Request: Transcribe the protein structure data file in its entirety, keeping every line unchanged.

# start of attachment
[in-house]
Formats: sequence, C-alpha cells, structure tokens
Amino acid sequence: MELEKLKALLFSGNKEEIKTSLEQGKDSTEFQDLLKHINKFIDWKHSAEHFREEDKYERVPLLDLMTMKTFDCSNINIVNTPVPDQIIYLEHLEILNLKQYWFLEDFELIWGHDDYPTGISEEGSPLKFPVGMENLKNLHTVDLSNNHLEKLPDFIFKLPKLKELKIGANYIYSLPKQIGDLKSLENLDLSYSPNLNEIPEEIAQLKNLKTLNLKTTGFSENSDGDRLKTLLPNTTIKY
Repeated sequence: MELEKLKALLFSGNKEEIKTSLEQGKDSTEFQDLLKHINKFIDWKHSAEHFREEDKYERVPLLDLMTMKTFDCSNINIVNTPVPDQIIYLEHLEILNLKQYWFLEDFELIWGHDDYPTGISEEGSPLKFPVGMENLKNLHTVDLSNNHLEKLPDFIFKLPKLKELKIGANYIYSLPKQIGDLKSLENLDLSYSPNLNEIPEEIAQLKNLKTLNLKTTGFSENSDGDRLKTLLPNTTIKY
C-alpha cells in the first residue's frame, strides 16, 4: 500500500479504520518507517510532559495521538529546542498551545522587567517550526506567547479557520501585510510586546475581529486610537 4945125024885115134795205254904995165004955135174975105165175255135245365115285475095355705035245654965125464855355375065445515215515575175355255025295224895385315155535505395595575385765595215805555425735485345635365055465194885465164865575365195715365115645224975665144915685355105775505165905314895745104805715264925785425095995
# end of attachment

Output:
[in-house]
Formats: sequence, C-alpha cells, structure tokens
Amino acid sequence: MELEKLKALLFSGNKEEIKTSLEQGKDSTEFQDLLKHINKFIDWKHSAEHFREEDKYERVPLLDLMTMKTFDCSNINIVNTPVPDQIIYLEHLEILNLKQYWFLEDFELIWGHDDYPTGISEEGSPLKFPVGMENLKNLHTVDLSNNHLEKLPDFIFKLPKLKELKIGANYIYSLPKQIGDLKSLENLDLSYSPNLNEIPEEIAQLKNLKTLNLKTTGFSENSDGDRLKTLLPNTTIKY
Repeated sequence: MELEKLKALLFSGNKEEIKTSLEQGKDSTEFQDLLKHINKFIDWKHSAEHFREEDKYERVPLLDLMTMKTFDCSNINIVNTPVPDQIIYLEHLEILNLKQYWFLEDFELIWGHDDYPTGISEEGSPLKFPVGMENLKNLHTVDLSNNHLEKLPDFIFKLPKLKELKIGANYIYSLPKQIGDLKSLENLDLSYSPNLNEIPEEIAQLKNLKTLNLKTTGFSENSDGDRLKTLLPNTTIKY
C-alpha cells in the first residue's frame, strides 16, 4: 500500500479504520518507517510532559495521538529546542498551545522587567517550526506567547479557520501585510510586546475581529486610537 4945125024885115134795205254904995165004955135174975105165175255135245365115285475095355705035245654965125464855355375065445515215515575175355255025295224895385315155535505395595575385765595215805555425735485345635365055465194885465164865575365195715365115645224975665144915685355105775505165905314895745104805715264925785425095995